Data compiled by a nonprofit news organization shows that the city of Los Angeles spent more on parking enforcement than it generated over the last five years.
The report, compiled by Crosstown, a nonprofit news organization based at the USC Annenberg School of Communication and Journalism, shows the city spent $192 million more in parking and traffic enforcement than it brought in since 2017.
Since the 2017 fiscal year, the city raked in $617 million in parking tickets while spending over $809 million on salaries, equipment, and other enforcement related expenses.
The last two fiscal years, affected by restrictions imposed in response to the coronavirus pandemic, account for the largest shortfall with nearly $121 million more spent on enforcement than generated through citations.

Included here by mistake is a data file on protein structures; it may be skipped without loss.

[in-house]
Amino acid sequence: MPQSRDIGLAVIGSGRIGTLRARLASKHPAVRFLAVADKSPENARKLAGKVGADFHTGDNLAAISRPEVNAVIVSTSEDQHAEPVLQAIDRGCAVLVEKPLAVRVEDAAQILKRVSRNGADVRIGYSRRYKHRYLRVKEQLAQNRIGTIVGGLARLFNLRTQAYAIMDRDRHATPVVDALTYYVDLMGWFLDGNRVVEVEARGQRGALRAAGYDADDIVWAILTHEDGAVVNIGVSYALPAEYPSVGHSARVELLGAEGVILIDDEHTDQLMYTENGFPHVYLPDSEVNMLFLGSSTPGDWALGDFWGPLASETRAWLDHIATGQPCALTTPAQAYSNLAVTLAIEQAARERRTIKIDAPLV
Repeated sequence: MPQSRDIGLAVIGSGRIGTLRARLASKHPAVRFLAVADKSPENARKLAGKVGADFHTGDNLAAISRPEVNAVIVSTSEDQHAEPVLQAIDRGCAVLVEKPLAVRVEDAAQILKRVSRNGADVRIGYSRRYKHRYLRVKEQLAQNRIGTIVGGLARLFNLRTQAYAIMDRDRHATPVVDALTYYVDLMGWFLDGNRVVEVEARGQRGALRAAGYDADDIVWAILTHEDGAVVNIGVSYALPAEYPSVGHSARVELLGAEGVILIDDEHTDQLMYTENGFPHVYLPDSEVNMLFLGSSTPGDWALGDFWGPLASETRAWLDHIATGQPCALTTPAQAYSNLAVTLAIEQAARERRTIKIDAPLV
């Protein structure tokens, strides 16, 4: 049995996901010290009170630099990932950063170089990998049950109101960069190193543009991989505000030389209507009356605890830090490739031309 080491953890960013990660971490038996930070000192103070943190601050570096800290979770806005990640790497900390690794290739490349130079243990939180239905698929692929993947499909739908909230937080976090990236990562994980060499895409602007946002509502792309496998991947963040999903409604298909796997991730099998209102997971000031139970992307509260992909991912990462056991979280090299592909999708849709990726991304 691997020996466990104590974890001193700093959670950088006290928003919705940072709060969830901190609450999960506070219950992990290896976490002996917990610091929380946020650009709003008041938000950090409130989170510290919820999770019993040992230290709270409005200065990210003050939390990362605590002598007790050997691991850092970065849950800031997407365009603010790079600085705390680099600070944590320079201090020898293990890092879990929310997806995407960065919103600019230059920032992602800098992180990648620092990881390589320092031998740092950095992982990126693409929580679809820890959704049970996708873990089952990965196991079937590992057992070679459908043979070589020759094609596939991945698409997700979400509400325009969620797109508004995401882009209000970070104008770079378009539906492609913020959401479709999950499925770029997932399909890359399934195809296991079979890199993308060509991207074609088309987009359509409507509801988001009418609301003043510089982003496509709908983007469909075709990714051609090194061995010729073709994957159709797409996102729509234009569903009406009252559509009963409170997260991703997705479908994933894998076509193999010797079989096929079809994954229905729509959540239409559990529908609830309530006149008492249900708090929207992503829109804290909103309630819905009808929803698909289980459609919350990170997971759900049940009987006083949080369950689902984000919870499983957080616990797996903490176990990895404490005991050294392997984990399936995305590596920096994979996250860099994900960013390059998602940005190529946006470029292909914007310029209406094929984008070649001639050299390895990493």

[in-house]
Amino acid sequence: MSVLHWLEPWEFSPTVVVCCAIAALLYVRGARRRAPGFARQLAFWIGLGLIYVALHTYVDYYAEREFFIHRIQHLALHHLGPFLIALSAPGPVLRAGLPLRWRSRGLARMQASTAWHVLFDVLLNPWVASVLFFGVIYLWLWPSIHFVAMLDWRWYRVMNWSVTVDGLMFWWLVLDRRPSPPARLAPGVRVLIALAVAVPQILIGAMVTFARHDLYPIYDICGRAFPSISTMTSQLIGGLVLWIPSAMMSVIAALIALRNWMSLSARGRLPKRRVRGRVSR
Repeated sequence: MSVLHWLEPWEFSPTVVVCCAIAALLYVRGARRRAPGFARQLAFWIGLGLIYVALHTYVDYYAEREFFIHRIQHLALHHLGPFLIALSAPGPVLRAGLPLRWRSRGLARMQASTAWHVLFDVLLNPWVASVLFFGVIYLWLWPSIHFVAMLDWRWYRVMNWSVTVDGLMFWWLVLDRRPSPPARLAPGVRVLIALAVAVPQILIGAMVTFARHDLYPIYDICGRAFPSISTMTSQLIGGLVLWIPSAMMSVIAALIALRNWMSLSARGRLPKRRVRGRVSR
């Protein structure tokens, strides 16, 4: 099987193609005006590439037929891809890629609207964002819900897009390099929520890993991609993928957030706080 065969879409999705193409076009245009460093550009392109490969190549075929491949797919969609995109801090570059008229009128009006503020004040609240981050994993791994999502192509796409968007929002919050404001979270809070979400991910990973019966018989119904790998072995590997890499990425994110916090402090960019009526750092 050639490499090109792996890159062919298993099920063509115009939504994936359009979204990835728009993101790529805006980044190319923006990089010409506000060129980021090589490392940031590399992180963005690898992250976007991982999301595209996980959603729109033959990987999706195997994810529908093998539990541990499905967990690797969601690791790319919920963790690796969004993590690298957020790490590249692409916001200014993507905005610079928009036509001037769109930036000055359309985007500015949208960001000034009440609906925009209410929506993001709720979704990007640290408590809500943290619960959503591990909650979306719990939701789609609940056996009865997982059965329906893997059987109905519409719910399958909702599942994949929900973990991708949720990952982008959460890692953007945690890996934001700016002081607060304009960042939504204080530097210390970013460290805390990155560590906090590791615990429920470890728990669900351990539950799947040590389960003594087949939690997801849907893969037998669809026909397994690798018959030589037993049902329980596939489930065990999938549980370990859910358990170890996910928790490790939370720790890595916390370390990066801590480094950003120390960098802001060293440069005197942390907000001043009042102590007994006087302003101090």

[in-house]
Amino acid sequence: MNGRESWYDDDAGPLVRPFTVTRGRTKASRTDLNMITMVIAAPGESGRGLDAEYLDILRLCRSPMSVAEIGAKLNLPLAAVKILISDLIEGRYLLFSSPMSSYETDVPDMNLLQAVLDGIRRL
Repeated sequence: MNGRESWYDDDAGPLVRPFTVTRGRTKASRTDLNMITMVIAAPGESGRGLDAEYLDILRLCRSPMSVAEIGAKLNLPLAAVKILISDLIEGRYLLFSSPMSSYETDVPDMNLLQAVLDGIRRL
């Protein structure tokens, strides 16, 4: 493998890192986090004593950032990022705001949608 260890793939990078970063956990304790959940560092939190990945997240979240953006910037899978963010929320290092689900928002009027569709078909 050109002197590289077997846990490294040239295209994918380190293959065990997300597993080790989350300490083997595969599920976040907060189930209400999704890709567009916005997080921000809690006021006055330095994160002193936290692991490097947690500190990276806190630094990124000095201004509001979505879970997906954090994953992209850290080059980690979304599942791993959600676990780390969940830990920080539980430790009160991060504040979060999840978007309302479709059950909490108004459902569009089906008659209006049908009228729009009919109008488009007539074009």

During the 2020-21 fiscal year, which ended on June 30, the city’s Department of Transportation spent $56.4 million more than it took in compared to a shortfall of $64.4 million the previous year.
While the shortfall did begin before the pandemic, the data shows that the suspension of parking regulations during the first 8 months of the pandemic contributed to the financial crunch.
In January 2020, there were more than 200,000 tickets issued but three months later that number stood at about 45,000.
The Los Angeles Department of Transportation's Director of Information, Colin Sweeney, told Crosstown that the department's costs rose due to a record number of hours of service for a variety of citywide projects.
"Over the last decade, while revenue from citations has remained within a consistent range, our parking enforcement division has also provided a record number of traffic safety control hours for citywide projects, including street repair and maintenance, the construction and expansion of Metro Transit projects, and homeless encampment clean-ups," he said.